Rescue Me (Fontella Bass song)

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"Rescue Me"
Rescue Me Fontella Bass.jpg
Single by Fontella Bass
from the album The New Look
B-side"Soul of the Man"
ReleasedSeptember 25, 1965
  • Raynard Miner
  • Carl Smith
  • Fontella Bass (disputed)
Producer(s)Billy Davis
Fontella Bass singles chronology
""You'll Miss Me (When I'm Gone)" (with Bobby McClure)"
"Rescue Me"

"Rescue Me" is a rhythm and blues song first recorded and released as a single by Fontella Bass in 1965. The original versions of the record,[1] and BMI,[2] give the songwriting credit to Raynard Miner and Carl William Smith, although many other sources also credit Bass herself as a co-writer.[3][4][5][6][7] It would prove the biggest hit of Bass's career, reaching #1 on the R&B charts for four weeks and placing at #4 on the Billboard Hot 100.[8] "Rescue Me" also peaked at number eleven on the UK Singles Chart.[9]

Original recording[edit]

According to writer Robert Pruter in his book Chicago Soul, the song emerged from a songwriting and rehearsal, or "woodshedding", session at Chess Records:[10] " 'Rescue Me' was a terrific example of the Chess studio system at its finest... One Saturday in August 1965, Bass was sitting in a rehearsal studio with producers-writers Carl Smith and Raynard Miner. They were fooling around with the song when arranger Phil Wright walked in, and the ensuing four-way jam session brought forth 'Rescue Me'. [Billy] Davis produced the side..." Bass claimed that, although Smith, Miner and Davis had assured her that her contribution to authorship of the song's lyrics would be acknowledged, this was never done.[11]

Bass recorded the song in three takes at Chess Studios in Chicago. Minnie Riperton provided background vocals, and Maurice White and Louis Satterfield, later of Earth, Wind & Fire, were on drums and bass respectively.[11] Other musicians on the record included Pete Cosey and Gerald Sims on guitar, Leonard Caston (later a producer at Motown) on piano, Sonny Thompson on organ, and Charles Stepney on vibes. According to Bass, the call-and-response moans heard in the song's fade were unintentional. In an interview with The New York Times in 1989, she said, “When we were recording that, I forgot some of the words... Back then, you didn’t stop while the tape was running, and I remembered from the church what to do if you forget the words. I sang, ‘Ummm, ummm, ummm,’ and it worked out just fine.”[12][13]

Chart history[edit]


The information regarding accolades attributed to "Rescue Me" is adapted from[19]

Publication Country Accolade Year Rank
Bruce Pollock U.S. The 7,500 Most Important Songs of 1944-2000 2005 *
Dave Marsh & Kevin Stein U.S. The 40 Best of the Top 40 Singles by Year 1981 31
Dave Marsh U.S. The 1001 Greatest Singles Ever Made 1989 305

(*) designates lists that are unordered.

Other versions[edit]

Clear Channel memorandum[edit]

"Rescue Me" was one of the songs deemed inappropriate by Clear Channel following the September 11, 2001 attacks.[21]

In other media[edit]

  • The original version of "Rescue Me" was used in a TV advertising campaign by American Express: Fontella Bass has stated that she was at a low point in her life when on New Year's Day 1990 she was astonished to hear her own voice singing "Rescue Me" on the American Express television ad. The experience gave Bass the inspiration to set her life in order: it also motivated her to make queries over the commercial use of her recording of "Rescue Me" with the ultimate result a 1993 settlement with American Express and its advertising agency awarding Bass $50,000 plus punitive damages.[22]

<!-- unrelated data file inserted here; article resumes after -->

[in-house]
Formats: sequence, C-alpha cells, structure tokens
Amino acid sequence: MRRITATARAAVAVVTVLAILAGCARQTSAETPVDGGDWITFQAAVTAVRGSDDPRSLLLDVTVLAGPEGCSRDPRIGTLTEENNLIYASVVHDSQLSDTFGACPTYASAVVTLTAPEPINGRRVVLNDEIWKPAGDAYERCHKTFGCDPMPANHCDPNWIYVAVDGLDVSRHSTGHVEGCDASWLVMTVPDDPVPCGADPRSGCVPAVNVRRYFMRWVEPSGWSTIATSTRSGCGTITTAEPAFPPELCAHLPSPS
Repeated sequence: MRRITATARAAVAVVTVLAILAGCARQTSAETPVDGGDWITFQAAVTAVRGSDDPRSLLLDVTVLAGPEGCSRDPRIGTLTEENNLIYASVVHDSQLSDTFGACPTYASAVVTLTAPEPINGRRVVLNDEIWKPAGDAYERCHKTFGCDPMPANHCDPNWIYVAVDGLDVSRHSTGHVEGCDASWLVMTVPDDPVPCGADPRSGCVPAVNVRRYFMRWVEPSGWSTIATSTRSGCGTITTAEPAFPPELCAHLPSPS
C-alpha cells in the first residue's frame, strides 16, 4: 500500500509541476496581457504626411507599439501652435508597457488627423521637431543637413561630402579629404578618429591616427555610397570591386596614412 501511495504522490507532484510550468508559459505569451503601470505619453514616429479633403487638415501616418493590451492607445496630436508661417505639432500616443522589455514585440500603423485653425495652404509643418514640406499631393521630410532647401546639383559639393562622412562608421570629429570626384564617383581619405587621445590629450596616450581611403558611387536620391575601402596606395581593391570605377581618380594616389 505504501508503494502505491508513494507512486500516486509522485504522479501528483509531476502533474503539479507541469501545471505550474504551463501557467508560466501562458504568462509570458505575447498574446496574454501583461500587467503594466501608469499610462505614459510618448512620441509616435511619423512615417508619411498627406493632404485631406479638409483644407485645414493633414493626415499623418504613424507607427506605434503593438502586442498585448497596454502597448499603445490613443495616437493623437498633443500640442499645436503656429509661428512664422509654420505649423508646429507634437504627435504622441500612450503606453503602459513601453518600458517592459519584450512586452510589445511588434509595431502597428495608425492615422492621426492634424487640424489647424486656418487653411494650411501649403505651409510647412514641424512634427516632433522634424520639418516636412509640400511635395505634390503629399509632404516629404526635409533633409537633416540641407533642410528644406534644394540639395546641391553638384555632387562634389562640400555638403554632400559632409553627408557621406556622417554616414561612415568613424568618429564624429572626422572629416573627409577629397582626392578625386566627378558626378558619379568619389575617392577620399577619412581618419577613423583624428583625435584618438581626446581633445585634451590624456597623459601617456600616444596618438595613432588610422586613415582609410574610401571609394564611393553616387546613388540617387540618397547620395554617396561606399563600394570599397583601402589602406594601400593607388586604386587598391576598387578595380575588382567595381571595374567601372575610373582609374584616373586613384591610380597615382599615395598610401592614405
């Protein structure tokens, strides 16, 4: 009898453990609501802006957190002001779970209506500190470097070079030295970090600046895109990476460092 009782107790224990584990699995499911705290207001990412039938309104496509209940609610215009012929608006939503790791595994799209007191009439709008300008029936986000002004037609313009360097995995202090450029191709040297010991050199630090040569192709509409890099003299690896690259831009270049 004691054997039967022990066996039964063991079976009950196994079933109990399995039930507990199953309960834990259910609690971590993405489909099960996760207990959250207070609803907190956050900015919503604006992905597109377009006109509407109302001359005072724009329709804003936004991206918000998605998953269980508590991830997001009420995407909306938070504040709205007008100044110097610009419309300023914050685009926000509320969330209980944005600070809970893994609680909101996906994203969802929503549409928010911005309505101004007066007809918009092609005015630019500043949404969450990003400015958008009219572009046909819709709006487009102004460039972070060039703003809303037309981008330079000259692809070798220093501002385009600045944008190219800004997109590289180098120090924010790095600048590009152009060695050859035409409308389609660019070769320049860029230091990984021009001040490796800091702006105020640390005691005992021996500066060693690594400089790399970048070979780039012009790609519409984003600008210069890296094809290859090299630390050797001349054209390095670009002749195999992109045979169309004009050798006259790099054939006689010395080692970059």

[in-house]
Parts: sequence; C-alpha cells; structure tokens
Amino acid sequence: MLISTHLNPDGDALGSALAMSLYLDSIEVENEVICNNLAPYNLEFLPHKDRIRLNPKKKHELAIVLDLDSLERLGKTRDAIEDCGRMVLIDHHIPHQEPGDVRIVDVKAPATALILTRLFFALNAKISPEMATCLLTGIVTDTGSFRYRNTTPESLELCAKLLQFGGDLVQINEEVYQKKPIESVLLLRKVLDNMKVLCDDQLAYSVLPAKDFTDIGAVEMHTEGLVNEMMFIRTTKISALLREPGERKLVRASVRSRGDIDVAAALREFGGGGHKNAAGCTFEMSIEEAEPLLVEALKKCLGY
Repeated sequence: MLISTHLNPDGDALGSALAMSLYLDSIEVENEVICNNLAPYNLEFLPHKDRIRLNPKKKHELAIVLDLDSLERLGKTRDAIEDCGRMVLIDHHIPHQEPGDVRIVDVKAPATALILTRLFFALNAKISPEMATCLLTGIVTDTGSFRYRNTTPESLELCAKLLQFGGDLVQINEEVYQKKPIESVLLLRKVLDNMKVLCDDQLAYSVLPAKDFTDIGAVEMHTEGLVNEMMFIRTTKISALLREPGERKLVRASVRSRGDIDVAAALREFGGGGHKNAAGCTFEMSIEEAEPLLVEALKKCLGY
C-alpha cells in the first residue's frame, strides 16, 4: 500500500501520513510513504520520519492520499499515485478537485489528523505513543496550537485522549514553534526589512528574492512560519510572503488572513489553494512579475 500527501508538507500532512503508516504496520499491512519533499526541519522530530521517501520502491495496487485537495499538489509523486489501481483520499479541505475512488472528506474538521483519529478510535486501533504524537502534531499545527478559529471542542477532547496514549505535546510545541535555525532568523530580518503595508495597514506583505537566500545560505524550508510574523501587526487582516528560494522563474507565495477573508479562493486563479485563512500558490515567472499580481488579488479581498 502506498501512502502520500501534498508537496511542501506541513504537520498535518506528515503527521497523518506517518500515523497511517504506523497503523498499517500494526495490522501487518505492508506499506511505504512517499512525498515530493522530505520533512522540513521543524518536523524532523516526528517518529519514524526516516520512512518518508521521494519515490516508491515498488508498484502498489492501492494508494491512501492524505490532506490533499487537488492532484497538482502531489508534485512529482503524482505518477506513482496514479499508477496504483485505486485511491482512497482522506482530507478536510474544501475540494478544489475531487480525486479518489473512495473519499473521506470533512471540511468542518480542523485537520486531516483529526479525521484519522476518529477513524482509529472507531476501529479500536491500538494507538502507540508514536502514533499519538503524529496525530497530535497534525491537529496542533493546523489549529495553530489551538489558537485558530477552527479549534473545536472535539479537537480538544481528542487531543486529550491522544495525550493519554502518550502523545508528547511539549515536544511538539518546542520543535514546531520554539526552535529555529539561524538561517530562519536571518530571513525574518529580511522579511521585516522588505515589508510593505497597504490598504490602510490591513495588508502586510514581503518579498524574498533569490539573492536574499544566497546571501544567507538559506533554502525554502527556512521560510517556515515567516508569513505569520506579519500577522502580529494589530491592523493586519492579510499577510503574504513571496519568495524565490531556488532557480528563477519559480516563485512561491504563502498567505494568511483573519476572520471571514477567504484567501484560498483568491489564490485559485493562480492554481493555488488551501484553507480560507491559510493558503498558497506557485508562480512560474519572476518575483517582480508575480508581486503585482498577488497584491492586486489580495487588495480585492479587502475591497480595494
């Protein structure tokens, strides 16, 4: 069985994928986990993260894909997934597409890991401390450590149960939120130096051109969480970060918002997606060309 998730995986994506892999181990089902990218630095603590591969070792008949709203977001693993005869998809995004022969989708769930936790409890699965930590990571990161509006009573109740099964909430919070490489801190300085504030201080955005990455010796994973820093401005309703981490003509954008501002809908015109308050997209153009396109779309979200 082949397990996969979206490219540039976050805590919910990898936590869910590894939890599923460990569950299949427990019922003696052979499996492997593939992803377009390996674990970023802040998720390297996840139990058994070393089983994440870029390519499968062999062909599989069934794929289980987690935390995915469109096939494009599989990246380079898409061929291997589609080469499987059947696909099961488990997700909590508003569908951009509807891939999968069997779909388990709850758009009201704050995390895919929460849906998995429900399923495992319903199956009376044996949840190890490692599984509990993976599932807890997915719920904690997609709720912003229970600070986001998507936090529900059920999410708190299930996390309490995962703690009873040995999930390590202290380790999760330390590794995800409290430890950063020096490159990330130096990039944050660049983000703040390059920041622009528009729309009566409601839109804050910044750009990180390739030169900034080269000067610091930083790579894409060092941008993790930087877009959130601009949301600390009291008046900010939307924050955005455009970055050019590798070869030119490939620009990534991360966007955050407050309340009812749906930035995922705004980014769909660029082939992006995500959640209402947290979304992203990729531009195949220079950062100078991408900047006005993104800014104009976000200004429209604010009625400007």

See also[edit]


  1. ^ ""Rescue Me" label shot". Retrieved 2016-09-29.
  2. ^ "BMI Repertoire Search: "Rescue Me"". Retrieved 2016-09-29.
  3. ^ Salter, Jim (27 December 2012). "Obituaries". The Washington Post.
  4. ^ "Fontella Bass Dies At 72". Huffington Post. 27 December 2012.
  5. ^ "Fontella Bass, singer of 'Rescue Me,' dies". Chicago Sun-Times.
  6. ^ "Fontella Bass, US soul singer of Rescue Me, dies at 72". BBC News. 27 December 2012.
  7. ^ "'Rescue Me' soul singer Fontella Bass dead at 72". CBS News.
  8. ^ Whitburn, Joel (2004). Top R&B/Hip-Hop Singles: 1942-2004. Record Research. p. 48.
  9. ^ "Official Charts Company". 1965-08-12. Retrieved 2020-05-22.
  10. ^ Pruter, Robert (2002). Chicago Soul. Chicago: University of Illinois Press. p. 123. ISBN 0252062590.
  11. ^ a b Perrone, Pierre (28 December 2012). "Fontella Bass: Singer famed for her powerful interpretation of the million-seller 'Rescue Me'". The Independent. London. Retrieved 29 December 2012.
  12. ^ Sisario, Ben (27 December 2012). "Fontella Bass, 72, Singer of 'Rescue Me,' Is Dead". New York Times. Retrieved 27 December 2012.
  13. ^ Pareles, Jon (13 January 1989). "POP/JAZZ; A Family Of Gospel Singers". The New York Times.
  14. ^ "Official Charts Company". 1965-08-12. Retrieved 2020-05-22.
  15. ^ Joel Whitburn's Top Pop Singles 1955–1990 - ISBN 0-89820-089-X
  16. ^ Whitburn, Joel (2004). Top R&B/Hip-Hop Singles: 1942-2004. Record Research. p. 48.
  17. ^ Cash Box Top 100 Singles, November 27, 1965
  18. ^ Whitburn, Joel (1999). Pop Annual. Menomonee Falls, Wisconsin: Record Research Inc. ISBN 0-89820-142-X.
  19. ^ "Rescue Me". Acclaimed Music. Retrieved 2016-09-29.
  20. ^ Peter Fawthrop. "Dark Lady - Cher | Songs, Reviews, Credits". AllMusic. Retrieved 2016-09-29.
  21. ^ Murphy, Heather. "It's the End of the World as Clear Channel Knows It - Slate Magazine". Retrieved 2013-12-15.
  22. ^ "My Song Rescued Me". The Tuscaloosa News. November 25, 1995.